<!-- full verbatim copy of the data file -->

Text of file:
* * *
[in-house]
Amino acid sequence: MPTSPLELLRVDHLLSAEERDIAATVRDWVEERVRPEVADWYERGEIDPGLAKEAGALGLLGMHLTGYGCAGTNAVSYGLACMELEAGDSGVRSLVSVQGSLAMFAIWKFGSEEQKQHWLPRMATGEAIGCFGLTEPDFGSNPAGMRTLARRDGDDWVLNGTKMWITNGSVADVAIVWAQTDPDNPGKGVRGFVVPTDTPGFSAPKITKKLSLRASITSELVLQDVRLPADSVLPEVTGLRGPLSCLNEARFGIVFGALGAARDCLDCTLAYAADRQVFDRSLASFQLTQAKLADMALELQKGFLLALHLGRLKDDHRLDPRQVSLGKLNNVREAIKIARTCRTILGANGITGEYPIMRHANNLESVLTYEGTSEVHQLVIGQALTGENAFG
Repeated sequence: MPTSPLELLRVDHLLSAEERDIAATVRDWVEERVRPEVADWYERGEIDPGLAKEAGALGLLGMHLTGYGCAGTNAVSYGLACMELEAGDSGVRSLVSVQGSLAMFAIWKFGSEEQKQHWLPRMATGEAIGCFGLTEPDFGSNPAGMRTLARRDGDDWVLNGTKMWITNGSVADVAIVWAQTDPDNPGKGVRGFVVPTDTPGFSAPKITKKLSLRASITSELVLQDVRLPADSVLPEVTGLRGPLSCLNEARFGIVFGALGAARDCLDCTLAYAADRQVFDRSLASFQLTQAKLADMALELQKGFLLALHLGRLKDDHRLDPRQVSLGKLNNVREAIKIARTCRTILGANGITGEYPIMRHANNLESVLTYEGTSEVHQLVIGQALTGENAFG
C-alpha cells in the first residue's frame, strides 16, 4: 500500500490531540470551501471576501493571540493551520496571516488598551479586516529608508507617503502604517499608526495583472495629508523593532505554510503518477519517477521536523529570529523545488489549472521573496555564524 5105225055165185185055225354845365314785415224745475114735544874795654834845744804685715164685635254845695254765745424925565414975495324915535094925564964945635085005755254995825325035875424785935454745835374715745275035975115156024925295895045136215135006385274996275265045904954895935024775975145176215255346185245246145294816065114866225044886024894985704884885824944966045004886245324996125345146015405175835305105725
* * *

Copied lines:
[in-house]
Amino acid sequence: MPTSPLELLRVDHLLSAEERDIAATVRDWVEERVRPEVADWYERGEIDPGLAKEAGALGLLGMHLTGYGCAGTNAVSYGLACMELEAGDSGVRSLVSVQGSLAMFAIWKFGSEEQKQHWLPRMATGEAIGCFGLTEPDFGSNPAGMRTLARRDGDDWVLNGTKMWITNGSVADVAIVWAQTDPDNPGKGVRGFVVPTDTPGFSAPKITKKLSLRASITSELVLQDVRLPADSVLPEVTGLRGPLSCLNEARFGIVFGALGAARDCLDCTLAYAADRQVFDRSLASFQLTQAKLADMALELQKGFLLALHLGRLKDDHRLDPRQVSLGKLNNVREAIKIARTCRTILGANGITGEYPIMRHANNLESVLTYEGTSEVHQLVIGQALTGENAFG
Repeated sequence: MPTSPLELLRVDHLLSAEERDIAATVRDWVEERVRPEVADWYERGEIDPGLAKEAGALGLLGMHLTGYGCAGTNAVSYGLACMELEAGDSGVRSLVSVQGSLAMFAIWKFGSEEQKQHWLPRMATGEAIGCFGLTEPDFGSNPAGMRTLARRDGDDWVLNGTKMWITNGSVADVAIVWAQTDPDNPGKGVRGFVVPTDTPGFSAPKITKKLSLRASITSELVLQDVRLPADSVLPEVTGLRGPLSCLNEARFGIVFGALGAARDCLDCTLAYAADRQVFDRSLASFQLTQAKLADMALELQKGFLLALHLGRLKDDHRLDPRQVSLGKLNNVREAIKIARTCRTILGANGITGEYPIMRHANNLESVLTYEGTSEVHQLVIGQALTGENAFG
C-alpha cells in the first residue's frame, strides 16, 4: 500500500490531540470551501471576501493571540493551520496571516488598551479586516529608508507617503502604517499608526495583472495629508523593532505554510503518477519517477521536523529570529523545488489549472521573496555564524 5105225055165185185055225354845365314785415224745475114735544874795654834845744804685715164685635254845695254765745424925565414975495324915535094925564964945635085005755254995825325035875424785935454745835374715745275035975115156024925295895045136215135006385274996275265045904954895935024775975145176215255346185245246145294816065114866225044886024894985704884885824944966045004886245324996125345146015405175835305105725